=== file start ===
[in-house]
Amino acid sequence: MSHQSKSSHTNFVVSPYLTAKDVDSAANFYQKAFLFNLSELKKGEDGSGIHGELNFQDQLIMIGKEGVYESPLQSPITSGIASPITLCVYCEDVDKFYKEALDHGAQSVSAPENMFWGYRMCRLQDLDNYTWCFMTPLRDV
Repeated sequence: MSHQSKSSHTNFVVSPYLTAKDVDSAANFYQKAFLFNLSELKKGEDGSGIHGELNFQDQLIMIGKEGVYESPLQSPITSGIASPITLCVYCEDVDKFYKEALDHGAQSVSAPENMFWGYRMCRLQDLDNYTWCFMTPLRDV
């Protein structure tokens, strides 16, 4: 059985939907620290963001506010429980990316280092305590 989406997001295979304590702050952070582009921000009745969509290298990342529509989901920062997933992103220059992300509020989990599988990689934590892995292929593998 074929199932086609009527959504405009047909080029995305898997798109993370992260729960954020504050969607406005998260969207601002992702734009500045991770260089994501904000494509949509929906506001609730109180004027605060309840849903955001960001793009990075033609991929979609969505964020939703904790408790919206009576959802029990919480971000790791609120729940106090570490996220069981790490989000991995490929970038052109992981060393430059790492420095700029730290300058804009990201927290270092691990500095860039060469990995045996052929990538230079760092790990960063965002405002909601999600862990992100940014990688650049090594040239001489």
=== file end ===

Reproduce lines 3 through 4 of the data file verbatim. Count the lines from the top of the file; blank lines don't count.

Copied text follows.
Repeated sequence: MSHQSKSSHTNFVVSPYLTAKDVDSAANFYQKAFLFNLSELKKGEDGSGIHGELNFQDQLIMIGKEGVYESPLQSPITSGIASPITLCVYCEDVDKFYKEALDHGAQSVSAPENMFWGYRMCRLQDLDNYTWCFMTPLRDV
């Protein structure tokens, strides 16, 4: 059985939907620290963001506010429980990316280092305590 989406997001295979304590702050952070582009921000009745969509290298990342529509989901920062997933992103220059992300509020989990599988990689934590892995292929593998 074929199932086609009527959504405009047909080029995305898997798109993370992260729960954020504050969607406005998260969207601002992702734009500045991770260089994501904000494509949509929906506001609730109180004027605060309840849903955001960001793009990075033609991929979609969505964020939703904790408790919206009576959802029990919480971000790791609120729940106090570490996220069981790490989000991995490929970038052109992981060393430059790492420095700029730290300058804009990201927290270092691990500095860039060469990995045996052929990538230079760092790990960063965002405002909601999600862990992100940014990688650049090594040239001489």